Experienced electricians will be only too aware of the implications of sharing tools. Tools are essentially an electricians bread and butter, and lending them out, even just for a supposed few minutes can have costly consequences for your electrical business.
It might only be a drill, or a hand tool, but if the person borrowing them is without these straightforward tools, then you need to be asking yourself if you should be lending to them in the first place.
Why sparkies don't lend out their tools
Putting aside potential theft, there are some good reasons why you should think twice about lending someone else your tools, no matter how nicely they ask.
They won't look after your tools as you do
No doubt you'll have saved up hard to get the tools you need. However you obtain your tools, they don't come cheap. Because of this, you tend to look after them and avoid careless use. When a tool isn't your own, you perhaps do not worry about over using a bit here and there or using it for something other than it's intended purpose.
Besides, that quick 5 minutes could turn into 5 hours, or more annoyingly could involve a search around to try and locate your tool because you need it yourself.
It's a lesson learnt the hard way. In time you will know who to trust to lend your tools to. Never feel obligated to hand your tools over. It might only be a drill, but it's your drill!
You might not get it back
Once borrowed, the urgency to return it is not the same. Borrowed tools can 'inadvertently' end up in someone else's toolbox. Tools can also be fragile, if the tool gets broken, are you going to get a replacement? You probably won't, and you'll find yourself having to foot the bill for repair or replacement. Once bitten, twice shy and all that! Hands up those who want to go to work to earn money to re-buy borrowed tools!
If you do lend, to the trusted few, make sure it is on the understanding that if it breaks it gets replaced.
Beware of lending to apprentices or trainee electricians
As nice as it is to help someone out of a tight spot, especially if they're training to do what you do, it can have a sting in it's tail.
You'll remember the days when you used to leave tools above ceilings. You don't want those tools to be yours! Apprentice and trainee electricians need to be encouraged to take responsibility for their own tools. Leaving them at home is not an option! Besides, the boss might send them home to get them and dock their pay. They won't forget again....and your tools will be safe for a bit longer!
Your tools can last a lifetime
Consider your tools as a business investment. Quality tools have the potential to last your entire working life (and beyond!) You may think retirement is a long way off, but it'll be even further away if you have to keep replacing expensive tools!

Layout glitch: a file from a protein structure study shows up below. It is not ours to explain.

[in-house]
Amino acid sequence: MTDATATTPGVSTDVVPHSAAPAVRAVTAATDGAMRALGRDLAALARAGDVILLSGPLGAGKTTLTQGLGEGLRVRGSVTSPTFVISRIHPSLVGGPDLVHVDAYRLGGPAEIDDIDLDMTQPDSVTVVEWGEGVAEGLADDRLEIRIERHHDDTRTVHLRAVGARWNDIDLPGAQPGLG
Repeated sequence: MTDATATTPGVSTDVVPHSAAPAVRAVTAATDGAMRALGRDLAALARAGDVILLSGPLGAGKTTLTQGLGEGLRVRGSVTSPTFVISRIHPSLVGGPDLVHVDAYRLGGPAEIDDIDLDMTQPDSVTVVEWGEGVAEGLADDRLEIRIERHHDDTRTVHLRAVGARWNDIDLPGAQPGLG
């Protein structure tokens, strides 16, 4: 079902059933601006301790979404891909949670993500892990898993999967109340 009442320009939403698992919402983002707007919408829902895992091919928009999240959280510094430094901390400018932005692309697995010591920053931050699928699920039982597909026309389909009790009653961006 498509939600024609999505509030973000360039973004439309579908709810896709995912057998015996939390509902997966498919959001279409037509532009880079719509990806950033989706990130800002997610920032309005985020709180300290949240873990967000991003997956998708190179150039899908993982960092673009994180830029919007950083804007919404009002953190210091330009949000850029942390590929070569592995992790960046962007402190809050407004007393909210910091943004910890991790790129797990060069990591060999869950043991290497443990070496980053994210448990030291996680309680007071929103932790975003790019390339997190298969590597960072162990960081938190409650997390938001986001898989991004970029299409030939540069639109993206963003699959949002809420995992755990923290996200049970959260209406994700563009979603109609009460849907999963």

There is an old saying “never mess with another mans tools” In other words, treating your tools well, keeping them clean and well organised in your tool box will ensure they look after you in return! And don't even consider lending them out.....it goes against the grain (or cable!) Oh and never leave them lying around for someone to borrow without even asking!
Fed up with being asked for your tools?
From a fellow plumber to your apprentice, in time constantly being asked for your tools can become a wearing experience. So we asked the opinion of an experienced electrician on how they handle the tool borrowing situation:
“I have a policy that I do not lend any tool, not even for a minute out of my primary kit, not even to my own family\staff, although I will lend them items from my secondary kit."
"When my son's took up Plastering, Motor Mechanics and HVAC\Ducting, I brought all the correct tools to encourage and help them, but I lent them to them on condition they understood they remained mine, therefore they could not sell them, abuse them, fail to clean & look after them, yet they could use them for as long as they needed too."
"To my staff, I provide a standard kit of Tools & PPE, but I expect them to look after them, I have been lucky that I have some fantastic staff and they have not abused my trust. If any staff member want another tool for a particular job, I buy it, and they add it to their kit unless it is very specialist then it usually ends up with us, in effect as a "pool" tool. that others use as and when. Finally, all my engineers get a £200 a year allowance to buy tools they want, for example some like the CK Magma case rather than the Veto Pro Pac or some like to acquire the CK Combicutter.”
Some good food for thought there, with some great tips especially if you hate losing your tools or worry about them being wrecked on return!
Identify your own tools
Lastly, it is worth considering identifying your tools as your own. If you sub contract, you might find that the main contractor won't want your company name visible. However identifying your tools by name and postcode is extremely useful if they ever get stolen. It is much harder to re-sell something with someone elses name on it.
Tools are your most important business asset, don't compromise your livelihood by being the 'nice guy!'